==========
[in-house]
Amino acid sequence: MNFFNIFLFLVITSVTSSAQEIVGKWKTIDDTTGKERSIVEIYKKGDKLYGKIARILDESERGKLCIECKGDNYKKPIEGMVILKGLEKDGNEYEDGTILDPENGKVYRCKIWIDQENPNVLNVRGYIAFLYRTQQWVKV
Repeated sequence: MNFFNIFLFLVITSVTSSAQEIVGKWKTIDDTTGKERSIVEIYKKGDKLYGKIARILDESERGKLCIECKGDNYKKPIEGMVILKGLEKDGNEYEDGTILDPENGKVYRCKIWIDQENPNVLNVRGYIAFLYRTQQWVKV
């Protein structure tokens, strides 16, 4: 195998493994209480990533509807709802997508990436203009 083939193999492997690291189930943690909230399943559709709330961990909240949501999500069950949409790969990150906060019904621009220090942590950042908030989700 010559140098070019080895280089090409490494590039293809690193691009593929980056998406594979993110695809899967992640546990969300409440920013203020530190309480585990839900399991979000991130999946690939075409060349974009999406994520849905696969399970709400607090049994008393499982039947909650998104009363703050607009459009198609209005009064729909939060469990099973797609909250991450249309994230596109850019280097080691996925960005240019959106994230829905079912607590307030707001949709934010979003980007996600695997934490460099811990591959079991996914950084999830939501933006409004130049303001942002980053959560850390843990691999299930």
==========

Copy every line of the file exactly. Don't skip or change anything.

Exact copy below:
[in-house]
Amino acid sequence: MNFFNIFLFLVITSVTSSAQEIVGKWKTIDDTTGKERSIVEIYKKGDKLYGKIARILDESERGKLCIECKGDNYKKPIEGMVILKGLEKDGNEYEDGTILDPENGKVYRCKIWIDQENPNVLNVRGYIAFLYRTQQWVKV
Repeated sequence: MNFFNIFLFLVITSVTSSAQEIVGKWKTIDDTTGKERSIVEIYKKGDKLYGKIARILDESERGKLCIECKGDNYKKPIEGMVILKGLEKDGNEYEDGTILDPENGKVYRCKIWIDQENPNVLNVRGYIAFLYRTQQWVKV
């Protein structure tokens, strides 16, 4: 195998493994209480990533509807709802997508990436203009 083939193999492997690291189930943690909230399943559709709330961990909240949501999500069950949409790969990150906060019904621009220090942590950042908030989700 010559140098070019080895280089090409490494590039293809690193691009593929980056998406594979993110695809899967992640546990969300409440920013203020530190309480585990839900399991979000991130999946690939075409060349974009999406994520849905696969399970709400607090049994008393499982039947909650998104009363703050607009459009198609209005009064729909939060469990099973797609909250991450249309994230596109850019280097080691996925960005240019959106994230829905079912607590307030707001949709934010979003980007996600695997934490460099811990591959079991996914950084999830939501933006409004130049303001942002980053959560850390843990691999299930």